|Publication number||US4502705 A|
|Application number||US 06/499,631|
|Publication date||Mar 5, 1985|
|Filing date||May 31, 1983|
|Priority date||May 31, 1983|
|Publication number||06499631, 499631, US 4502705 A, US 4502705A, US-A-4502705, US4502705 A, US4502705A|
|Inventors||James B. Weaver|
|Original Assignee||Weaver James B|
|Export Citation||BiBTeX, EndNote, RefMan|
|Patent Citations (7), Referenced by (40), Classifications (12), Legal Events (4)|
|External Links: USPTO, USPTO Assignment, Espacenet|
1. Field of the Invention
The present invention relates to a tandem bicycle.
2. Prior Art
A conventional tandem bicycle includes front and back wheels of substantially equal diameter and front and back seats or saddles at approximately the same height. Separate pedal cranks are provided substantially directly below the saddles, respectively, so that each rider pedals in the conventional, substantially upright position. The chain wheels of the two pedal cranks are interconnected such that they rotate in unison. The front rider or captain controls the steering by the swingable front handlebars connected to the turnable front fork through the steering head, and also usually controls the transmission, if any, and the brakes. The rear rider or stoker is positioned directly behind the captain.
To accommodate the two riders, a long wheel base is required which results in a larger turning radius and can create difficulty in maneuvering the bicycle at slow speed. In addition, the long wheel base increases the weight of the frame, can cause problems in transporting or storing the bicycle and makes it difficult for the bicycle to be ridden by a single rider.
Other problems associated with conventional tandem bicycles are that the stoker's view ahead is obstructed by the captain, the captain must take his or her eyes off the road in order to turn to talk to the stoker and neither rider can freewheel while the other rider is pedaling, nor can either rider pedal at a different speed than the other rider. In general, a conventional tandem bicycle is best suited for experienced riders having about the same strength and stamina.
It is an object of the present invention to provide a tandem bicycle which can be ridden comfortably by riders of substantially different experience, strength or stamina.
It also is an object to provide such a bicycle which can be ridden comfortably by one rider.
An additional object is to provide such a bicycle which is of compact construction so that the bicycle is easy to transport and store, but strong enough to support two adult riders safely.
A further object is to provide such a bicycle which can be adapted to riders, particularly stokers, of a wide range of sizes, such as both children and adults.
Another object is to provide such a bicycle which allows both riders a clear view of the road ahead.
Still another object is to provide such a bicycle in a form that allows the captain, that is, the rider controlling the steering and, preferably, the brakes, to talk to the stoker without taking his or her eyes off the road.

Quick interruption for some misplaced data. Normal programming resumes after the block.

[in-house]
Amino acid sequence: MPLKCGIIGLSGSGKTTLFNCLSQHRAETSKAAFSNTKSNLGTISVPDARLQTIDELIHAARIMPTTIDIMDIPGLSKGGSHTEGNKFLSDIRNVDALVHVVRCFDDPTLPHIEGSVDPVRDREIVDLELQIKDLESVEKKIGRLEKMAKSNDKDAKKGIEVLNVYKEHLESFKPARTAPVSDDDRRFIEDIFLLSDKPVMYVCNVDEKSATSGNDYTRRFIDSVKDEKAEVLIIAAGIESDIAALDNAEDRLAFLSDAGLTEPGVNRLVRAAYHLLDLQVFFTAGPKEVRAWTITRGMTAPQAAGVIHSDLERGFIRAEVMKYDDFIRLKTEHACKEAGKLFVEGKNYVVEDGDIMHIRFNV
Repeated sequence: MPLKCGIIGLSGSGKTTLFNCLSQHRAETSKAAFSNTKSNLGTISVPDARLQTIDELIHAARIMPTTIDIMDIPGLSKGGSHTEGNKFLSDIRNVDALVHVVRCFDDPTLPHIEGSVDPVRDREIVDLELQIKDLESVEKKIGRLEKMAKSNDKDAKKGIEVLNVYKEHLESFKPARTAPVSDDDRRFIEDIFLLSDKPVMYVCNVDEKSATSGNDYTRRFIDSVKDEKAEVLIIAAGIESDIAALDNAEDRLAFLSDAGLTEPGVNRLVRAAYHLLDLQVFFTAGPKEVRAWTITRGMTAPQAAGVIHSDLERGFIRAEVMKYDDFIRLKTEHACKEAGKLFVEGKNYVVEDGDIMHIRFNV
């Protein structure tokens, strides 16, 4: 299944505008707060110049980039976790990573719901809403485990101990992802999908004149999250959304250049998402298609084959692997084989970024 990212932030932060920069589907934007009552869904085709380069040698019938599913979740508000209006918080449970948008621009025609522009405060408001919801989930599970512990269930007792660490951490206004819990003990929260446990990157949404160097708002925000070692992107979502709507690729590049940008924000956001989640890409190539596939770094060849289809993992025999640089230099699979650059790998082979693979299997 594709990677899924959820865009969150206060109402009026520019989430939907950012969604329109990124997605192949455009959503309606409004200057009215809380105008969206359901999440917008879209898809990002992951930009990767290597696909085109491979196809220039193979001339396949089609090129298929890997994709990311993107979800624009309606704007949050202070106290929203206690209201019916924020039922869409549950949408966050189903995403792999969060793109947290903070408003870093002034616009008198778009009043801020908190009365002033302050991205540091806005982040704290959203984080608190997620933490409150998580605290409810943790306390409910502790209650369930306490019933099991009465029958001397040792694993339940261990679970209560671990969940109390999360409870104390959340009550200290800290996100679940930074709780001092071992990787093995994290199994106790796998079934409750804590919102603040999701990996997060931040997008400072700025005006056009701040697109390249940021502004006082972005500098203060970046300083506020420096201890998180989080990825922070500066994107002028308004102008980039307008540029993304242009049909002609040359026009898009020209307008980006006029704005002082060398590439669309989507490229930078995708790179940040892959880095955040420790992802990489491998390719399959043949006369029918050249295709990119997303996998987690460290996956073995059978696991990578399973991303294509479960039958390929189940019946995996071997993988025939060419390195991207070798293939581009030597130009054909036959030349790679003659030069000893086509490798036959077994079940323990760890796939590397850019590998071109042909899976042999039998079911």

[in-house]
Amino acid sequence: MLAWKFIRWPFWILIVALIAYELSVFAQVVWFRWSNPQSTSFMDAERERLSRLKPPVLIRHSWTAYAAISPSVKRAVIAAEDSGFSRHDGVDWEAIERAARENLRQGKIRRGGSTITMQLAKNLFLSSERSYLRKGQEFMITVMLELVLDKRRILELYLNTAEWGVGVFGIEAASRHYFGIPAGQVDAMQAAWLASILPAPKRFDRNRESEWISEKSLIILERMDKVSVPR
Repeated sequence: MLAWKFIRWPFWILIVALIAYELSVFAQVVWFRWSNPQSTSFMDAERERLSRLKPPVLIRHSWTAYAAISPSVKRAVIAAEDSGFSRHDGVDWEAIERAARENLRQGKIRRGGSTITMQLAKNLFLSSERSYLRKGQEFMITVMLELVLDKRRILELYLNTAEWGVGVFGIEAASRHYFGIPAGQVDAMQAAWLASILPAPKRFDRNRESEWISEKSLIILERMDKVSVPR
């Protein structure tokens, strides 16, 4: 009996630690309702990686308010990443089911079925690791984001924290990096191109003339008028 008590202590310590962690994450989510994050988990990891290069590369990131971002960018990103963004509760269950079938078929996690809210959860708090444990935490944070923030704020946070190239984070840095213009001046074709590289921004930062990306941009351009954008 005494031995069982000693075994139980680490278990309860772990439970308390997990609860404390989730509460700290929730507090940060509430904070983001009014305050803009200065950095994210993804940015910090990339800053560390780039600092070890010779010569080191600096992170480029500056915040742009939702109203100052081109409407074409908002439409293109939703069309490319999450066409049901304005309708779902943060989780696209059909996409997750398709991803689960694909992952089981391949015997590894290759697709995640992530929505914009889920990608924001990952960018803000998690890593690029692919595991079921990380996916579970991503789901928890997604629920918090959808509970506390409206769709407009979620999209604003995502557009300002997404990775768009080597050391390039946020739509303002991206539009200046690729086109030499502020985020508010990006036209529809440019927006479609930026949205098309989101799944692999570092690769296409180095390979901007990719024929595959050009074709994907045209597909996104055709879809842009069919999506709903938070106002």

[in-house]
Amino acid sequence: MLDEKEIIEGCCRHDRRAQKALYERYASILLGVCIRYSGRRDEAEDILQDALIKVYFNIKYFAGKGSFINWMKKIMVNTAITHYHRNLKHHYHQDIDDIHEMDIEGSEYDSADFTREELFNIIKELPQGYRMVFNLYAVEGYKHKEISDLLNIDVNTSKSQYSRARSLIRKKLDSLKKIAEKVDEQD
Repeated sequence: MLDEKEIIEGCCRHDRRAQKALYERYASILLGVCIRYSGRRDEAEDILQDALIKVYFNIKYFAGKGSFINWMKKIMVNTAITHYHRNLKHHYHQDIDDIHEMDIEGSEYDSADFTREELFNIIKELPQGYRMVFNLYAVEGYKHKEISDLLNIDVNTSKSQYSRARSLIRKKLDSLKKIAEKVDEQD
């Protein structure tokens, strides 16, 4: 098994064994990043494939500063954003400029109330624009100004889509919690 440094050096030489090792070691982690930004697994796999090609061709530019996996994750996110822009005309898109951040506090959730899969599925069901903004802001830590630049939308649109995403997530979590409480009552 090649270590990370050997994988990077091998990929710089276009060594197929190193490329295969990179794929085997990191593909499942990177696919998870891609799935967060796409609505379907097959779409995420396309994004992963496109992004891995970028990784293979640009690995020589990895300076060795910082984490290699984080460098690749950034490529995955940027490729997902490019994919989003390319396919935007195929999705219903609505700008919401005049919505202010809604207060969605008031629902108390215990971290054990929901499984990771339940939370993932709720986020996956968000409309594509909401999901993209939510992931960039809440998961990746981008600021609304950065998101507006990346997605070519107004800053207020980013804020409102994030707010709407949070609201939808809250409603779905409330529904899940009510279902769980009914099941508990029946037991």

Other objects are to provide such a bicycle with a low center of gravity to increase the captain's control over the bicycle and, particularly, to provide such a bicycle which is easy to maneuver at slow speed.
These and other objects are accomplished by the semirecumbent tandem bicycle described in detail below.
FIG. 1 is a somewhat diagrammatic left side elevation of a semirecumbent tandem bicycle in accordance with the present invention.
FIG. 2 is a right side elevation of the bicycle of FIG. 1.
FIG. 3 is a fragmentary top plan of the bicycle of FIG. 1 with the front seat removed.
FIG. 4 is a fragmentary top plan of the bicycle of FIG. 1 with parts broken away.
As shown in FIG. 1, the frame of the semirecumbent tandem bicycle of the present invention includes a pair of generally upright, longitudinally spaced tubular posts, namely, the rear saddle post 1 and the front steering post 2. A high crosstube 3 extends substantially horizontally between upper end portions of the two posts, respectively. The bottom end portions of the posts are connected by a long and straight bottom crosstube 4 which is inclined upward from the lower end portion of the saddle post 1 and projects forward a substantial distance beyond the steering post 2 to the steering head 5. An upright front steering shaft 6 is journaled in the steering head and carries the turnable front fork 7 mounting the small front wheel 8.
The rear wheel 9 is of substantially larger diameter than the front wheel and is carried by a rear fork assembly 10 projecting rearward from the saddle post 1. Such rear fork assembly includes top stays 11 inclined downward from the upper end portion of the saddle post and bottom stays 12 extending horizontally rearward from the bottom end portion of such post, the rear ends of the stays at corresponding sides of the rear wheel being welded together. The frame of the bicycle is completed by a front pedal crank support arm 13 extending generally horizontally forward from the steering head 5 to a location a substantial distance forward of the leading edge of the front wheel. Such support arm is formed in three tubular sections. A stationary rear section 14 is cantilevered from the steering head 5. A middle section 15 is joined to the rear section by a lockable hinge joint 16. A front section 17 is slidable fore and aft in the bore of the middle section 15 for adjusting the overall length of the composite support arm 13.
Steering of the bicycle of the present invention is accomplished by manipulation of conventional handlebars 18 carried at the upper end portion of a rear steering shaft 19 offset rearward from but substantially parallel to the front steering shaft 6 journaled in the steering head 5. As best seen in FIG. 3, the steering linkage for coordinating rotation of the two steering shafts includes a longitudinally extending tie rod 20 connected between the free end portions of lever arms 21 and 22 projecting radially outward, transversely of the length of the bicycle, from the bottom end portions of the front and back steering shafts 6 and 19, respectively, below the bottom crosstube 4 of the frame.
As shown in FIGS. 1 and 2, for supporting the rear rider or captain, a conventional rear saddle 23 is mounted on the upper end portion of a generally upright saddle shaft 24 which has its lower end portion slidably received in the bore of the saddle post 1. For supporting the front rider or stoker, a front seat assembly 25 is detachably mounted on the bicycle frame ahead of the steering post 2 and generally over the front wheel 8. Such front seat assembly is best seen in FIG. 4 and includes a horizontal bottom or seat portion 26 of fabric or other flexible sheet material stretched between laterally spaced, longitudinally extending seat frame members 27 which are connected by a generally U-shaped seat support bar 28. The central portion of such support bar is mounted in a bracket 29 welded to the top of the bicycle frame slightly forward of the steering head 5. Bolts threaded into the bracket and extending through mounting lugs 30 projecting downward from the support bar normally secure the support bar in the bracket. The leading end portions of the longitudinally extending seat frame members 27 are bent slightly upward to form handle grips 31 for the front rider at opposite sides of the seat portion 26.